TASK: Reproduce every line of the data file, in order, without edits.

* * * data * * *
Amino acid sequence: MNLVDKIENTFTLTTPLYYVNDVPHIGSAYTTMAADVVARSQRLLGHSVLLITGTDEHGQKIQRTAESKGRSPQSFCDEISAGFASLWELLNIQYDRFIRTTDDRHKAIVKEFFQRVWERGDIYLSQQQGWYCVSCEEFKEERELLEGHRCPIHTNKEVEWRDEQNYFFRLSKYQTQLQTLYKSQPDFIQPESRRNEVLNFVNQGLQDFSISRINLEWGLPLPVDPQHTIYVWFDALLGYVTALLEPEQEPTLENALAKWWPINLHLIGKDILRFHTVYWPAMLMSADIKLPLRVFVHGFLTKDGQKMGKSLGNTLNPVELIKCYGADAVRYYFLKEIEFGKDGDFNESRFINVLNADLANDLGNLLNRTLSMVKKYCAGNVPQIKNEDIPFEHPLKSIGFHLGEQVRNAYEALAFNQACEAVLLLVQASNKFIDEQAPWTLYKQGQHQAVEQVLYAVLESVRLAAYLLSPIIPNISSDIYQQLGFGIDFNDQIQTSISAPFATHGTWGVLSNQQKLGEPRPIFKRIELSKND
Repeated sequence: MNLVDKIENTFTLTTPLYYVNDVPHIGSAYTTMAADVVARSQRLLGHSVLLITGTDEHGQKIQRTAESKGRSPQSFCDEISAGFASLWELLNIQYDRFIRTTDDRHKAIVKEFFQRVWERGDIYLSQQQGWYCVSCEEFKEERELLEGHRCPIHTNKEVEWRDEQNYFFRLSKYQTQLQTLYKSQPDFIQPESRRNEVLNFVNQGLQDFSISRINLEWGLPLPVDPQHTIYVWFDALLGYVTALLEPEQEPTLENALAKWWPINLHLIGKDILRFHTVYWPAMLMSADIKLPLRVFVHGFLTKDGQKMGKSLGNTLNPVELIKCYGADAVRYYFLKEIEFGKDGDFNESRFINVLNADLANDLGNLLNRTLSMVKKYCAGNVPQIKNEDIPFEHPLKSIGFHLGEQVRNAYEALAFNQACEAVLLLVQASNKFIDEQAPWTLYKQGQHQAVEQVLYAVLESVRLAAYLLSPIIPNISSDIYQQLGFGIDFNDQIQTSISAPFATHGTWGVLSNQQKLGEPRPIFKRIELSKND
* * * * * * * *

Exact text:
Amino acid sequence: MNLVDKIENTFTLTTPLYYVNDVPHIGSAYTTMAADVVARSQRLLGHSVLLITGTDEHGQKIQRTAESKGRSPQSFCDEISAGFASLWELLNIQYDRFIRTTDDRHKAIVKEFFQRVWERGDIYLSQQQGWYCVSCEEFKEERELLEGHRCPIHTNKEVEWRDEQNYFFRLSKYQTQLQTLYKSQPDFIQPESRRNEVLNFVNQGLQDFSISRINLEWGLPLPVDPQHTIYVWFDALLGYVTALLEPEQEPTLENALAKWWPINLHLIGKDILRFHTVYWPAMLMSADIKLPLRVFVHGFLTKDGQKMGKSLGNTLNPVELIKCYGADAVRYYFLKEIEFGKDGDFNESRFINVLNADLANDLGNLLNRTLSMVKKYCAGNVPQIKNEDIPFEHPLKSIGFHLGEQVRNAYEALAFNQACEAVLLLVQASNKFIDEQAPWTLYKQGQHQAVEQVLYAVLESVRLAAYLLSPIIPNISSDIYQQLGFGIDFNDQIQTSISAPFATHGTWGVLSNQQKLGEPRPIFKRIELSKND
Repeated sequence: MNLVDKIENTFTLTTPLYYVNDVPHIGSAYTTMAADVVARSQRLLGHSVLLITGTDEHGQKIQRTAESKGRSPQSFCDEISAGFASLWELLNIQYDRFIRTTDDRHKAIVKEFFQRVWERGDIYLSQQQGWYCVSCEEFKEERELLEGHRCPIHTNKEVEWRDEQNYFFRLSKYQTQLQTLYKSQPDFIQPESRRNEVLNFVNQGLQDFSISRINLEWGLPLPVDPQHTIYVWFDALLGYVTALLEPEQEPTLENALAKWWPINLHLIGKDILRFHTVYWPAMLMSADIKLPLRVFVHGFLTKDGQKMGKSLGNTLNPVELIKCYGADAVRYYFLKEIEFGKDGDFNESRFINVLNADLANDLGNLLNRTLSMVKKYCAGNVPQIKNEDIPFEHPLKSIGFHLGEQVRNAYEALAFNQACEAVLLLVQASNKFIDEQAPWTLYKQGQHQAVEQVLYAVLESVRLAAYLLSPIIPNISSDIYQQLGFGIDFNDQIQTSISAPFATHGTWGVLSNQQKLGEPRPIFKRIELSKND